Author Topic: Hiraeth (YA Fantasy)  (Read 33 times)

Offline bibliophile22

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Hiraeth (YA Fantasy)
« on: June 30, 2020, 07:56:09 PM »
I've posted the first five pages already, but as I'm done with chapter one now, I would appreciate any and all constructive criticism/feedback! I've posted this one before, but since then I have changed the entire premise and rewritten the entire thing, so it's pretty much nothing like the first time I posted. Thanks!



ONE

The first time Maeve killed someone had been an accident. Every time after that would be revenge.

Thunder boomed in the distance as Maeve stood on the small balcony of the apartment she shared with her mother.
Thoughts of the life she had taken and the lives she planned to take remained ever-present in her mind, though her first was the one that stood out. Her father’s death had been the thing that left Maeve with little empathy in her heart.

Blue swirls of magic escaped her fingers to wrap around a dying flower. The dark purple plant regained its color and straightened, blooming once again as life was breathed back into it. She could bring this plant back to life a million times, but there was nothing she could do for her own father. Squeezing her hand into a fist angrily, Maeve watched as the life left the flower all at once, the pretty thing shriveling up and dying before her eyes.

For a moment, Maeve let herself pretend her mother was there. She could smell her familiar scent — something like apples and cinnamon — and see the way her face would shift into an expression of disappointment and fear. She would tell Maeve that she knew magic was meant to be gone; she would warn her of what would happen if she were caught.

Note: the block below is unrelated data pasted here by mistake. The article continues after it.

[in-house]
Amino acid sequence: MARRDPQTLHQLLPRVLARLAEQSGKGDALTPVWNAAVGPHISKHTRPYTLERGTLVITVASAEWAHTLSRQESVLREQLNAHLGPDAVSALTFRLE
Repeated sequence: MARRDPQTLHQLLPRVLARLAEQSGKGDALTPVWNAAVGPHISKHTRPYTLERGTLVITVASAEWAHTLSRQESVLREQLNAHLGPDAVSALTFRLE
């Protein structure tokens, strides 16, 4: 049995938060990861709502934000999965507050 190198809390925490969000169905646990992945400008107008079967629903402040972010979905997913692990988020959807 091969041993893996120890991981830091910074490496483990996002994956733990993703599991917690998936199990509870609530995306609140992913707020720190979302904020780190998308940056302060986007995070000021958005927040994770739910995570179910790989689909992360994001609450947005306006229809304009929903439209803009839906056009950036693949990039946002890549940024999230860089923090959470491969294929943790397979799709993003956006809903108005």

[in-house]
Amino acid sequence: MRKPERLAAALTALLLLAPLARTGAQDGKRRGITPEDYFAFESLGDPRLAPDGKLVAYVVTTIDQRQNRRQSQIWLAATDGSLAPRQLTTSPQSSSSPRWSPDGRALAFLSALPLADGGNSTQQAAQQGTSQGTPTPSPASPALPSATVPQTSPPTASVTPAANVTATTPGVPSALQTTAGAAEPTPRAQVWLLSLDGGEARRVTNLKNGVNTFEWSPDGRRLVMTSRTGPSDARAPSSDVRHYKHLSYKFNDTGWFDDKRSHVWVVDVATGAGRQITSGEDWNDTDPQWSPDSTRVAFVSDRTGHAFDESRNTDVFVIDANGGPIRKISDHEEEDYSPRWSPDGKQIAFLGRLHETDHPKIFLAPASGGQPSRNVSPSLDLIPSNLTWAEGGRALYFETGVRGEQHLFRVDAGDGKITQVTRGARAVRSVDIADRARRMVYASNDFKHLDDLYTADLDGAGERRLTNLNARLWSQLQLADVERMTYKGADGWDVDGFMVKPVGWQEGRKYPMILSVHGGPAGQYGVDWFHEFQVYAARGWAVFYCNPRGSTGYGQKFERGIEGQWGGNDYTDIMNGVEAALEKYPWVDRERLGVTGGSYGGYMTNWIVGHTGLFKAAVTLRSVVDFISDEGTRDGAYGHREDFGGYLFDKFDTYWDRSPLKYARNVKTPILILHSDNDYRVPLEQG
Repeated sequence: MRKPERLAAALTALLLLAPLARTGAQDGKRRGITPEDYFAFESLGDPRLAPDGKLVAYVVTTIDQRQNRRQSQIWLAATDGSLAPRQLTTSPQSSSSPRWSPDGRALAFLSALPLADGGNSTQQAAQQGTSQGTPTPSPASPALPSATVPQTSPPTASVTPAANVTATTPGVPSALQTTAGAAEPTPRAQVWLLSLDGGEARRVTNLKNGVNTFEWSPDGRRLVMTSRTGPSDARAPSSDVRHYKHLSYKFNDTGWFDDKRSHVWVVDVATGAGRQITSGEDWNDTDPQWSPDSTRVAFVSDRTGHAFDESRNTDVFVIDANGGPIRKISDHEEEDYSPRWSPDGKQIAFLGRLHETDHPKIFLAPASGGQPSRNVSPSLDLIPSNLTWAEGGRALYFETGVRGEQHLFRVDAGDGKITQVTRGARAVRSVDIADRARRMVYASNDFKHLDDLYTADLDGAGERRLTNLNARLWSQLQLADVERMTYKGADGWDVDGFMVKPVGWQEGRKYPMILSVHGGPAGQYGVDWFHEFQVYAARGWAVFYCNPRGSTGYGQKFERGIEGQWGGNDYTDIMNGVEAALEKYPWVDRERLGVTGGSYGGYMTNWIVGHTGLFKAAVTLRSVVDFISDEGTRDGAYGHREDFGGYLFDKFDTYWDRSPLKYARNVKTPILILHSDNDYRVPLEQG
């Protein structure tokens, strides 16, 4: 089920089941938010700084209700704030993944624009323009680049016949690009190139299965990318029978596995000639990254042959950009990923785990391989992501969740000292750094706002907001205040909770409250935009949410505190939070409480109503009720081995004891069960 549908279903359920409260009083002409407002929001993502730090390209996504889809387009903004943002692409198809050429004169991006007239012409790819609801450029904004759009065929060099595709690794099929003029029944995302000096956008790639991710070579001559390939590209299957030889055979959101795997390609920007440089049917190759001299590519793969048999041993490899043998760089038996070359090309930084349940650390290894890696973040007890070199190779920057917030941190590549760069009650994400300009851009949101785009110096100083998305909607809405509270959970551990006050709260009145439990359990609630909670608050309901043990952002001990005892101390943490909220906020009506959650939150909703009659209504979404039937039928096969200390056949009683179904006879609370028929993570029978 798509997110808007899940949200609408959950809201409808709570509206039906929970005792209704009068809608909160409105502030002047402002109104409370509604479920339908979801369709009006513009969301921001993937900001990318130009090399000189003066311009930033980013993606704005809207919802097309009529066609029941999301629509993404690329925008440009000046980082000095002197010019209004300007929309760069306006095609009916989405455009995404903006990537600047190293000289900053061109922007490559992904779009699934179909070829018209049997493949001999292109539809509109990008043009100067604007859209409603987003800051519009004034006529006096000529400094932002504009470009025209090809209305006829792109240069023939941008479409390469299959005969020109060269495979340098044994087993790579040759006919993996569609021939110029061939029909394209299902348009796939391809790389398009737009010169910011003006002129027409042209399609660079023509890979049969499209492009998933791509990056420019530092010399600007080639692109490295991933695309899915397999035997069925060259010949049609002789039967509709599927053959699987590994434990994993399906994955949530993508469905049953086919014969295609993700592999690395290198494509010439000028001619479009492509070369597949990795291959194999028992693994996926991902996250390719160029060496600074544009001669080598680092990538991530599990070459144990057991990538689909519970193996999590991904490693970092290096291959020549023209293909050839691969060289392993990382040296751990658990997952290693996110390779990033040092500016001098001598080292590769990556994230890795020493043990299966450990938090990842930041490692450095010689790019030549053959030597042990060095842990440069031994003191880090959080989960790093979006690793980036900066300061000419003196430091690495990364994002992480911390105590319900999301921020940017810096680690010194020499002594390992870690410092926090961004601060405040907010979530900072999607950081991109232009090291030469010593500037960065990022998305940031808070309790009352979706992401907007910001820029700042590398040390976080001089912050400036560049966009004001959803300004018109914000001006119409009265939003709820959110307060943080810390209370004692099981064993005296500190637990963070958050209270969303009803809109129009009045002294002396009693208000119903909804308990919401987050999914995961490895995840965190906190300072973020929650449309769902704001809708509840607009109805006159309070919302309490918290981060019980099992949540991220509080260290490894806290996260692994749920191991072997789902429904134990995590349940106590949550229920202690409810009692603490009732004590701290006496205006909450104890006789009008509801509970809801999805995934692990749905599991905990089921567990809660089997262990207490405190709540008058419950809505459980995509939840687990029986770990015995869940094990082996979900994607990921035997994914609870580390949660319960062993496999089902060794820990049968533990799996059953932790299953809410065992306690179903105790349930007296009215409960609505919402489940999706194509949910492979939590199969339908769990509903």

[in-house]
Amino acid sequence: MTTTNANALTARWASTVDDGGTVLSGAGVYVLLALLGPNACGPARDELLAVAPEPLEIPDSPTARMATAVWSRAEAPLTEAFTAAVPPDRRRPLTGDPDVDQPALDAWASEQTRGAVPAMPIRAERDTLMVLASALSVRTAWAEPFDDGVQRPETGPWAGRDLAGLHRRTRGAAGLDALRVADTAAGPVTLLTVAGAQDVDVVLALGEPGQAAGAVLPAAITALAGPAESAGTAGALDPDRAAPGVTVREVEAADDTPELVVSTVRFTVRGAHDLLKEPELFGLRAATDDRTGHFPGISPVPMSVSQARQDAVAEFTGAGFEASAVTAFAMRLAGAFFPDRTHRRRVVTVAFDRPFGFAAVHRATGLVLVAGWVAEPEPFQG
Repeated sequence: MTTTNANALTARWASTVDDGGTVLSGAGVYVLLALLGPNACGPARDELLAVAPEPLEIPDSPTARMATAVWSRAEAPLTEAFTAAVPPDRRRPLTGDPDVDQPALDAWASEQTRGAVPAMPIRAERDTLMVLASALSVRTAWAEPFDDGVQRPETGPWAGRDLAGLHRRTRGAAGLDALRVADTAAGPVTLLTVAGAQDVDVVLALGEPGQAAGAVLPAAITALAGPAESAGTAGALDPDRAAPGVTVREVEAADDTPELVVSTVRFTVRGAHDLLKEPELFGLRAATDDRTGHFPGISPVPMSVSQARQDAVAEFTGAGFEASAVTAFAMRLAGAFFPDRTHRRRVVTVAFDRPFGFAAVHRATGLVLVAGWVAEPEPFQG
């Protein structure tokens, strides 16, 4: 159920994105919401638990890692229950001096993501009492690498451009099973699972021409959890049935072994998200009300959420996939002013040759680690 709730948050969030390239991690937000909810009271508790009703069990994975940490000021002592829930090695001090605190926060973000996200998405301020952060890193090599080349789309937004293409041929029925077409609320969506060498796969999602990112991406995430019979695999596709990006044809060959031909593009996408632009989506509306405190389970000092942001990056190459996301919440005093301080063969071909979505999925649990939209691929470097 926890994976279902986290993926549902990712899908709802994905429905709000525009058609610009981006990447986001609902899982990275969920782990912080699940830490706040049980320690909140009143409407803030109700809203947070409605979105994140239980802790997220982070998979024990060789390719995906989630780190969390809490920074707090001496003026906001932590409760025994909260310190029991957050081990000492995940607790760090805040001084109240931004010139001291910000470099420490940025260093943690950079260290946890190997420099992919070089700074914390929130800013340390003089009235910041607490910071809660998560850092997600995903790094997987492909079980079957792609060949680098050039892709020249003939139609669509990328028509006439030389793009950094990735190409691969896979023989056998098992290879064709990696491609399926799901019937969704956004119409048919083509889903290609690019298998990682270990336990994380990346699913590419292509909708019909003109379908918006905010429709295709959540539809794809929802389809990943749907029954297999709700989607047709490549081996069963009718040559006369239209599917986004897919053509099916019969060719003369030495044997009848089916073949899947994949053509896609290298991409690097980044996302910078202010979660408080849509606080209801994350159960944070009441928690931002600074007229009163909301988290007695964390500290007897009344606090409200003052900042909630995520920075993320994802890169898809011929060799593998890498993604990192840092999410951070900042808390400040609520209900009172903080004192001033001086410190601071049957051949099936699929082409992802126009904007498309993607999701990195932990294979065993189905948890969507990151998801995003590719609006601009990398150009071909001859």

Sighing angrily, Maeve turned and went back inside her tiny apartment. The place was so lifeless, so empty of color and laughter. Had Maeve not been forced to leave the children’s home she had grown up in at the age of seventeen, she would have remained there indefinitely. The home had always been filled with some noise or another, something to keep Maeve’s mind distracted. Here, in the place she called home, she could never escape her thoughts.

By the time Maeve exited her apartment building into the street, rain had just begun to fall from the sky. The drops were cold, almost threatening, as they landed against Maeve’s dyed-red hair. She preferred the bright color to her original blonde, which reminded her all too much of the traits she shared with her dead parents.

The children’s home came into view and Maeve entered without knocking, shaking her red curls free of the rain. She knew that if any of the kids had seen her, they would have compared her to their dog, Shaggy. Much the same way they compared her hair to ketchup.

“Maevey!” A blonde bob of hair ran into Maeve’s arms with a high-pitched squeal.

“Hi, Brighton,” Maeve said, lifting the small girl to her hip. “How was class today? Did you learn anything new?”

Brighton grinned to reveal a missing front tooth. “We learned about the Trials!” she exclaimed; Maeve forced her own smile to remain in place. The Trials was why she was there at all.

“Oh, yeah? What about them?”

“The king is gonna choose a princess! Do you think I’ll be a princess one day?” Brighton’s eyes grew wide at the mere idea. Her mark was just beginning to show, a tiny black swirl making itself present just above her right eye. All Fae had them, all in the same place. It was the only thing that made them distinguishable between the humans.

Maeve chuckled as her house mother, Miss R, descended the stairs. “I’m sure you can do anything you set your mind to,